6 Common Behavioral Problems in Dogs

Dogs are known as man’s best friend, but even the most well-behaved canine can develop behavioural problems. As a responsible dog owner, it’s crucial to identify and address these issues to maintain a healthy, happy relationship with your furry friend. Let’s discuss some of the common behavioural problems in dogs and see what you can do to manage and prevent these issues.

6 Common Behavioral Problems in Dogs

  1. Barking:

Barking is a natural form of communication for dogs, but excessive barking can become a significant problem, especially in urban environments where close neighbours might be disturbed. Dogs bark for various reasons, including boredom, anxiety, fear, and attention-seeking.

6 Common Behavioral Problems in Dogs

What to do:

  • Identify the cause of excessive barking and address it accordingly.
  • Provide mental and physical stimulation to reduce boredom.
  • Use positive reinforcement to reward quiet behaviour.
  • Train your dog to follow a “quiet” or “enough” command.

Consult a dog trainer or behaviourist if the problem persists.

  1. Chewing:

Chewing is a natural behaviour for dogs and provides mental stimulation, helps clean teeth, and relieves boredom though some breeds like Maltese Puppies or Chihuahua are born chewers. However, destructive chewing can result in damage to furniture, personal belongings, and even injury to the dog itself.

What to do:

  • Provide your dog with appropriate chew toys and rotate them regularly to maintain interest.
  • Dog-proof your home by keeping valuable items out of reach.
  • Offer plenty of exercise and mental stimulation to prevent boredom.
  • Use positive reinforcement to redirect your dog’s chewing to appropriate objects.
  • Consider crate training when you cannot supervise your dog.
  1. Digging:

Many dogs, especially those from breeds with a strong digging instinct, may dig holes in your yard or garden. Digging can be a result of boredom, excess energy, anxiety, or even a dog’s natural hunting instincts.

What to do:

  • Ensure your dog gets enough exercise and mental stimulation to reduce boredom and burn off excess energy.
  • Provide designated digging areas, like a sandpit, for your dog to satisfy its digging instincts.
  • Use positive reinforcement to reward your dog when it digs in the designated area.
  • Create barriers or use deterrents to prevent digging in unwanted areas.
  1. Aggression:

Aggression in dogs can manifest as growling, barking, snapping, or biting. It can be triggered by fear, territorial instincts, frustration, or pain. Aggressive behaviour can be dangerous for both humans and other animals and should be addressed promptly.

What to do:

  • Consult with a professional dog trainer or behaviourist to identify the root cause of aggression and develop a tailored treatment plan.
  • Use positive reinforcement and desensitisation techniques to modify aggressive behaviour.
  • Avoid punishment, as it can worsen the problem.

In severe cases, consider working with a veterinary behaviourist and discussing the possibility of medication. Sadly, some aggressive dogs may need to be rehomed or put down if they pose a danger to their owners.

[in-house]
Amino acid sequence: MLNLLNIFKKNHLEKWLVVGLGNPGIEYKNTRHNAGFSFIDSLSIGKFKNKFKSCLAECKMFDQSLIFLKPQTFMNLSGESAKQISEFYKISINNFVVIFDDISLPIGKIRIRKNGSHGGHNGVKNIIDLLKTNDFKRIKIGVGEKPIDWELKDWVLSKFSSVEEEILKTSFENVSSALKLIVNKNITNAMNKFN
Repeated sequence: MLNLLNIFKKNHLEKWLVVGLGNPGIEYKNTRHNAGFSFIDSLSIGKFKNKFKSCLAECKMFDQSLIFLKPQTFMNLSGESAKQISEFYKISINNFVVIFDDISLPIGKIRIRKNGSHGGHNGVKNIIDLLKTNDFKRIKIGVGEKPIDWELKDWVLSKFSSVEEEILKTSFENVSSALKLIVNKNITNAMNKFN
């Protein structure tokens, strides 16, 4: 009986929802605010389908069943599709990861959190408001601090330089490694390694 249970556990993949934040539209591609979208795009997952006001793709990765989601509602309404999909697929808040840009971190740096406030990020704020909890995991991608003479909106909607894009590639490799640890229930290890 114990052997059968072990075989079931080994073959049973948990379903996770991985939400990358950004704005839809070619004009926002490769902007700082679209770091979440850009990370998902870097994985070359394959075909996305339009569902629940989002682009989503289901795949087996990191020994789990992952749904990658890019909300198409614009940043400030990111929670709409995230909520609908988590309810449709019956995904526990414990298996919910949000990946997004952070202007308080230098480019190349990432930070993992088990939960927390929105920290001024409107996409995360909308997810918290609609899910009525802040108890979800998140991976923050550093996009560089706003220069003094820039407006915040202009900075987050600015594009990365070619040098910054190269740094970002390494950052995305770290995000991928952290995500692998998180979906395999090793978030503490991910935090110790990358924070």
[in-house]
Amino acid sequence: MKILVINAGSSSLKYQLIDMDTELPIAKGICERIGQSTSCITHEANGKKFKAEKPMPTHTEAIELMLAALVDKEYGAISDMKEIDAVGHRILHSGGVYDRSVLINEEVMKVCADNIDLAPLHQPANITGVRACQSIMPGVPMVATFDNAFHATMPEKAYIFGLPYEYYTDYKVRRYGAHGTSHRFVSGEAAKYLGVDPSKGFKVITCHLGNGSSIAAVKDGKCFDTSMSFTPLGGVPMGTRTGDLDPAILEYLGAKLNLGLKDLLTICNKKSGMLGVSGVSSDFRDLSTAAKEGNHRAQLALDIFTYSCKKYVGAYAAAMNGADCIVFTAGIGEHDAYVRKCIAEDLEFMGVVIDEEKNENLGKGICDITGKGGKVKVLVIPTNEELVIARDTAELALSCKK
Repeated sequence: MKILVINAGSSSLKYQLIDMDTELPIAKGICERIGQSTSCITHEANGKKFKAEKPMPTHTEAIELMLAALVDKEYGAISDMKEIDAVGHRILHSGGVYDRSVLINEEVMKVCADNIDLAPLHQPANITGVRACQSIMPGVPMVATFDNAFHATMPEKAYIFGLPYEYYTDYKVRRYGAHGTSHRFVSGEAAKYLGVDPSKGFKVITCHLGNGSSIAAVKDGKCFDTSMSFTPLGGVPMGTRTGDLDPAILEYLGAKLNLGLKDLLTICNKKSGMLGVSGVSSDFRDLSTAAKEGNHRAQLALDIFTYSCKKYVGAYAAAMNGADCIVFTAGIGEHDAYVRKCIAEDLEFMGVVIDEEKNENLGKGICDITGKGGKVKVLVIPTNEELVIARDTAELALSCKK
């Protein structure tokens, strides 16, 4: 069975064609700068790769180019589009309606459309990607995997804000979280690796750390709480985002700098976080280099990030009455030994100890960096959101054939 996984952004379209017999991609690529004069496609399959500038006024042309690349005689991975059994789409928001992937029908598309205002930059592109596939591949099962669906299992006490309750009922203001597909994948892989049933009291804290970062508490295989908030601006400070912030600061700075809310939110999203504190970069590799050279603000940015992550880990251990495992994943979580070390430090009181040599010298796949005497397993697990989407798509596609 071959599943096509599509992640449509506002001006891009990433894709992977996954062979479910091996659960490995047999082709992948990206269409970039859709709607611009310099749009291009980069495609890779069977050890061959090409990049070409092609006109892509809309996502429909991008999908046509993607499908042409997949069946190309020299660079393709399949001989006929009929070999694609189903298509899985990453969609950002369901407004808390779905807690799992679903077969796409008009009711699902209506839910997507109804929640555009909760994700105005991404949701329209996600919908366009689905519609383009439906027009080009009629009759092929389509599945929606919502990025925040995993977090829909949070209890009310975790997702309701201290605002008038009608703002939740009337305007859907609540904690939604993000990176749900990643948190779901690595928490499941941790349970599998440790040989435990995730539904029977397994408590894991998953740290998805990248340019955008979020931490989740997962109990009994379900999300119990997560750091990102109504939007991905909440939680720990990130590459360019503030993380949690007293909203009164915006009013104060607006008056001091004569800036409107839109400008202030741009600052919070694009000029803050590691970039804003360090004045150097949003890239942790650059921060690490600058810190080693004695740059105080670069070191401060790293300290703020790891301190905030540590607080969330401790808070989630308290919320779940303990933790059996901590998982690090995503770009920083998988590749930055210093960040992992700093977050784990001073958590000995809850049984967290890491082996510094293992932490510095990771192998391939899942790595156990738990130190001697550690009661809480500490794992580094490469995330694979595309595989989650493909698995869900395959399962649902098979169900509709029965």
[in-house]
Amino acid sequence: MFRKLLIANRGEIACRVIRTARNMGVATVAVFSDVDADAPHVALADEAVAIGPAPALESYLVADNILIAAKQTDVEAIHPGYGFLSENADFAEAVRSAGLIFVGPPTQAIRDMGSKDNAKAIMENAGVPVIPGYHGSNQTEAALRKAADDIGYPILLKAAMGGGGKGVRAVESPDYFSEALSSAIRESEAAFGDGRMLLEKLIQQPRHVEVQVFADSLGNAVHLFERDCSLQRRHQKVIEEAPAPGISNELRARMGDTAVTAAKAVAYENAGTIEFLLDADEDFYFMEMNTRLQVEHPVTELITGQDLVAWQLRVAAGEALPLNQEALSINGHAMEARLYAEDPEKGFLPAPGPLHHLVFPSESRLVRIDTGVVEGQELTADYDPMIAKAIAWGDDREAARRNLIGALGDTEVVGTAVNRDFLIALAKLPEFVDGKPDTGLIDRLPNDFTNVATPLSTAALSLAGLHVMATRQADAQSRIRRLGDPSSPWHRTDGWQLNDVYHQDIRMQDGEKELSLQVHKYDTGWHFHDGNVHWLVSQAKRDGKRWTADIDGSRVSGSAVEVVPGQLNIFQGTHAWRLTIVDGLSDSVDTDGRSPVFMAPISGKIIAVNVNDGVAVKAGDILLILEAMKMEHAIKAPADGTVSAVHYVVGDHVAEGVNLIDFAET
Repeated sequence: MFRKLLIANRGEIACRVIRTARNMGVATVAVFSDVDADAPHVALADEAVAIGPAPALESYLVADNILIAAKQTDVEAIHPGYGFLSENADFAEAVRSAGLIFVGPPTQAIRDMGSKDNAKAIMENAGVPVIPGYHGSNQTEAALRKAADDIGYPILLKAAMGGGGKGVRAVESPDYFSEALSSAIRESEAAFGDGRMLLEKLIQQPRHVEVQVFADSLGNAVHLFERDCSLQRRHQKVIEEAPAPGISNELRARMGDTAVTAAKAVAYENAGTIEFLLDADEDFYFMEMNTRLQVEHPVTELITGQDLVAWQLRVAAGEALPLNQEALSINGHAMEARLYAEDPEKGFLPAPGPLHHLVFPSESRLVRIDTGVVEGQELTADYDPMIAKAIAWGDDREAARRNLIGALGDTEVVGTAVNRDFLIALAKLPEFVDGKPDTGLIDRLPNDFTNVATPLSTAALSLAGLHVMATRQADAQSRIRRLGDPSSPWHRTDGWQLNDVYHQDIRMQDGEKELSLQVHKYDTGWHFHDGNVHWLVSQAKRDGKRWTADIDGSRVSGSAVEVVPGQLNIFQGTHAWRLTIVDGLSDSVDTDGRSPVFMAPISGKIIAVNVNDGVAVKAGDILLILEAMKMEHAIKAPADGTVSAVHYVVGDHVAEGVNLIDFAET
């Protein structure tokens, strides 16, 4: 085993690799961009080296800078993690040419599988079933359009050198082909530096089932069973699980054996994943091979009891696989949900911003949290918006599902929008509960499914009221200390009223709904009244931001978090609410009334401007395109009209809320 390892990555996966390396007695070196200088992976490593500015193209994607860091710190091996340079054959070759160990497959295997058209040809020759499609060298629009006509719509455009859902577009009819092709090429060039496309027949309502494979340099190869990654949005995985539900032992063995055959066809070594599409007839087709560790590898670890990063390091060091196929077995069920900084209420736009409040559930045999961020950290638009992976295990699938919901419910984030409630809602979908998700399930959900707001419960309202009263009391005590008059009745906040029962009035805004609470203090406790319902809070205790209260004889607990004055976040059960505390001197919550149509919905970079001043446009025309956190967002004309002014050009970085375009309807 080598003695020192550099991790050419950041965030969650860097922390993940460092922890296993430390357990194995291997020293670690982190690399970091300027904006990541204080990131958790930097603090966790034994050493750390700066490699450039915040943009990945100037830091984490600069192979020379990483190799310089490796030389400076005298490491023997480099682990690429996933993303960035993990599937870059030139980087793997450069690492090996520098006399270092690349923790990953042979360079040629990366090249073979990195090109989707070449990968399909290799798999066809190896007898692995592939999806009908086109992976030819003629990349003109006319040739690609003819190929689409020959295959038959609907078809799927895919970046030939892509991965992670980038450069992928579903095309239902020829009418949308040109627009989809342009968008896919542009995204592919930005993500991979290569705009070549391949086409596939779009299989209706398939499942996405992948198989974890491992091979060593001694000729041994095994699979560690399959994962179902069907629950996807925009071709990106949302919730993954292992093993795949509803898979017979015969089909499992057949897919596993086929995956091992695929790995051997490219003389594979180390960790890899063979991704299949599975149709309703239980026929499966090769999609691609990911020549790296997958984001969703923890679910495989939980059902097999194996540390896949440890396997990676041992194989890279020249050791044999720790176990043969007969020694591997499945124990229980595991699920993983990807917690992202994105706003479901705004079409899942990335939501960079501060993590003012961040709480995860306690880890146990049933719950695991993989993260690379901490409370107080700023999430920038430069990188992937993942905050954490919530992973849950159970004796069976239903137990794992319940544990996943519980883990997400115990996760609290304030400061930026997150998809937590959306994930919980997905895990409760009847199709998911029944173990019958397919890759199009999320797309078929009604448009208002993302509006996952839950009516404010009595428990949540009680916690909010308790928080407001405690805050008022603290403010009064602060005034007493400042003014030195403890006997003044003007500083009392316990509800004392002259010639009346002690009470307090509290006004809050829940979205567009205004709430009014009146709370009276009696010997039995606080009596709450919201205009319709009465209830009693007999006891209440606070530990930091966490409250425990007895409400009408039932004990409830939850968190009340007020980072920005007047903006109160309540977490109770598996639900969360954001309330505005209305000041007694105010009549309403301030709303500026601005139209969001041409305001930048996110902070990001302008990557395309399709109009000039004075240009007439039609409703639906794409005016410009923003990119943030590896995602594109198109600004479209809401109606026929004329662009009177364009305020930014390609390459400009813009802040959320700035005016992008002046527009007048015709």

1. Separation Anxiety:

Separation anxiety is a common behavioural problem in dogs that can lead to excessive barking, destructive behaviour, or house soiling when left alone. It is typically caused by an overattachment to the owner or fear of being alone.

What to do:

  • Gradually increase the amount of time your dog spends alone, starting with short intervals and building up over time.
  • Provide a comfortable and secure environment for your dog, such as a crate or a designated “safe space.”
  • Train your dog to associate your departure with positive experiences, like receiving a treat or a favourite toy.
  • Consider using puzzle toys or treat-dispensing toys to keep your dog occupied when you’re away.

Consult a professional dog trainer or behaviourist for severe cases of separation anxiety.

  1. Jumping Up:

Dogs often jump up on people as a form of greeting or to seek attention. While this behaviour may seem harmless, it can become problematic, particularly with larger dogs that could potentially knock over or injure someone.

What to do:

  • Teach your dog an alternative behaviour, such as sitting, to replace jumping up.
  • Use positive reinforcement to reward your dog for keeping all four paws on the ground.
  • Ignore jumping behaviour by turning away and withholding attention until your dog stops jumping.
  • Train your dog to follow a “sit” or “off” command.

Encourage guests and family members to follow the same approach to ensure consistency.


Addressing common behavioural problems in dogs requires patience, consistency, and understanding. It’s essential to identify the root cause of the issue and tailor your approach to your dog’s specific needs. In some cases, seeking the guidance of a professional dog trainer or behaviourist may be necessary to achieve lasting results. By proactively addressing these issues, you’ll foster a harmonious relationship with your canine companion and ensure a safe, happy, and well-adjusted pet.